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Teacher Notes

CONCEPT 1 – Given two figures, use the definition of similarity in terms of similarity transformations to decide if they are similar; explain using similarity transformations the meaning of similarity for triangles as the equality of all corresponding pairs of angles and the proportionality of all corresponding pairs of sides.

In G.CO.2 we defined a transformation to be a one to one correspondence between the points of the pre-image and the points of the image and then narrowed that definition down to an isometric transformation as a transformation that preserves the distances and angles between the pre-image and image.  We will now create another classification of transformations, the similarity transformations.

A similarity transformation is a transformation in which the image has the same shape as the pre-image.  Specifically, the similarity transformations are the isometric transformations (reflection, rotation, translation) and dilation as well.  The Venn diagram below displays how all these are related to each other.

 Similarity transformations is a new concept.... It is simply the isometric transformations and dilations. The isometric transformations are a dilation of scale factor 1 and so they preserve the shape as well as dilations.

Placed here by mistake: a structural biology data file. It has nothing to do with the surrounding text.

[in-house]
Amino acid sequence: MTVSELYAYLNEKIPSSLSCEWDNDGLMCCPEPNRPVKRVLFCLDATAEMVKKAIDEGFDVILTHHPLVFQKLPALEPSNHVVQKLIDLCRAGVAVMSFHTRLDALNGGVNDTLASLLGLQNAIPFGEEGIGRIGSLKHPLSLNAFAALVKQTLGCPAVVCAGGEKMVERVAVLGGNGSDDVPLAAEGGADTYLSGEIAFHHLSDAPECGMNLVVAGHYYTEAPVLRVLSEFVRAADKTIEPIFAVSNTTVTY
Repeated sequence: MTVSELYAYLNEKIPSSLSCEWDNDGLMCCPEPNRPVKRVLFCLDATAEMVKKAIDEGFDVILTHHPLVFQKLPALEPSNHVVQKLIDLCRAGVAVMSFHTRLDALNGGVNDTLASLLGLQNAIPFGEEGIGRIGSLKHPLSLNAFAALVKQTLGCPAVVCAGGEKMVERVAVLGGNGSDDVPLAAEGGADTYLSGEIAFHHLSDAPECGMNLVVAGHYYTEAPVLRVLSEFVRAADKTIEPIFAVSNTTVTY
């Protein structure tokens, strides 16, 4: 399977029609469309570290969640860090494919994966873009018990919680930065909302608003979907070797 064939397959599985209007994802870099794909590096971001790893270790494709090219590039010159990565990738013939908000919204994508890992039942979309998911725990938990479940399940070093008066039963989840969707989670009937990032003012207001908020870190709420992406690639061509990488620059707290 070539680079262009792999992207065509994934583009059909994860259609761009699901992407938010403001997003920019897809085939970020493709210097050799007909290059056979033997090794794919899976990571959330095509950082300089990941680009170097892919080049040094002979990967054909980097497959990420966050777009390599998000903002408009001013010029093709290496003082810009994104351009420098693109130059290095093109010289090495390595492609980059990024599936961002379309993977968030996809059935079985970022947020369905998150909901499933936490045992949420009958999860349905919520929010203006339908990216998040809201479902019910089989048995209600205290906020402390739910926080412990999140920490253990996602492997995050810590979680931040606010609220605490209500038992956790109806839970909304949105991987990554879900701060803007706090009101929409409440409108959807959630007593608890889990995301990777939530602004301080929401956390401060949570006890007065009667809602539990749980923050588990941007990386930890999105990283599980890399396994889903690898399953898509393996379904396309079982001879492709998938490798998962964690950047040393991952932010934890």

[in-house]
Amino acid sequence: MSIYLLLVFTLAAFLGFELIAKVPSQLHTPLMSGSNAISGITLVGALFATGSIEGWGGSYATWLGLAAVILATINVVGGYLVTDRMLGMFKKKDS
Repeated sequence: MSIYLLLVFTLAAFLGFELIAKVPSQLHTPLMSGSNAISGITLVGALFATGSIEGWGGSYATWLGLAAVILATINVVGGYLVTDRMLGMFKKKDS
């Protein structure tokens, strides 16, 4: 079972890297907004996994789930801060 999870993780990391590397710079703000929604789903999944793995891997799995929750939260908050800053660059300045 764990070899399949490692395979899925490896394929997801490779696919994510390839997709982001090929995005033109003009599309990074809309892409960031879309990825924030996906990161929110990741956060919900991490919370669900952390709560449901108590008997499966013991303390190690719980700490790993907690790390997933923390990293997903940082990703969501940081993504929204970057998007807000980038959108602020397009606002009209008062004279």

All transformations are mappings.
All similarity transformations are transformations.
All isometric transformations are similarity transformations.

From this Venn diagram we learn that congruence is a subset of similarity.  Congruence requires both same shape and same size whereas similarity only requires same shape.

Definition of Similarity

Two figures are similar if and only if one can be obtained from the other
by a single or sequence of similarity transformations.

Notation

If you remember when we introduced the congruence symbol, we presented you with this diagram.  The congruence relationship has two facets to it, same measure (equal corresponding lengths) and same shape (equal corresponding angles) thus the symbol includes both parts of that relationship.

When working with similarity, where only the same shape is required, we see a slight change to the symbol; we only use the ‘squiggle’.

Writing Similarity Statements

So if we are to write a similarity statement for ΔABC and its dilated image, ΔDEF.  We know these two triangles are similar because the similarity transformation of dilation maps ΔABC onto ΔDEF.  As we did with congruence we correlate the corresponding angles and sides in the name.

If ΔABC ~ ΔDEF then;

 To establish similarity we need to map a figure onto another using only similarity transformations and if that is possible, they those two figures are similar. This can be done nicely on a grid as demonstrated below because students can apply their coordinate rules to obtain exactness in the mapping.

Establishing Similarity through Similarity Transformations